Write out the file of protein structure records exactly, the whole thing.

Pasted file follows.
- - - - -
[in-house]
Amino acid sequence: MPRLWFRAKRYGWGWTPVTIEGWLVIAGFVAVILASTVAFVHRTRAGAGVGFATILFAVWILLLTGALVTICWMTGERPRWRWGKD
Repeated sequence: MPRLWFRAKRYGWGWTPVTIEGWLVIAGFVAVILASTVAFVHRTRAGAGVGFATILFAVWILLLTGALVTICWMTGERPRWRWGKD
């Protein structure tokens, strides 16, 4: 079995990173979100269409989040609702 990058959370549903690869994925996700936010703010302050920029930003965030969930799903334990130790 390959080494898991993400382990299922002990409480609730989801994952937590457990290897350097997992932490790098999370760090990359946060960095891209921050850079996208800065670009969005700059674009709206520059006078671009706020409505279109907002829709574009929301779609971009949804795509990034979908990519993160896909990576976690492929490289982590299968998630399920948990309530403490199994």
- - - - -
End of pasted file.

[in-house]
Amino acid sequence: MPRLWFRAKRYGWGWTPVTIEGWLVIAGFVAVILASTVAFVHRTRAGAGVGFATILFAVWILLLTGALVTICWMTGERPRWRWGKD
Repeated sequence: MPRLWFRAKRYGWGWTPVTIEGWLVIAGFVAVILASTVAFVHRTRAGAGVGFATILFAVWILLLTGALVTICWMTGERPRWRWGKD
């Protein structure tokens, strides 16, 4: 079995990173979100269409989040609702 990058959370549903690869994925996700936010703010302050920029930003965030969930799903334990130790 390959080494898991993400382990299922002990409480609730989801994952937590457990290897350097997992932490790098999370760090990359946060960095891209921050850079996208800065670009969005700059674009709206520059006078671009706020409505279109907002829709574009929301779609971009949804795509990034979908990519993160896909990576976690492929490289982590299968998630399920948990309530403490199994």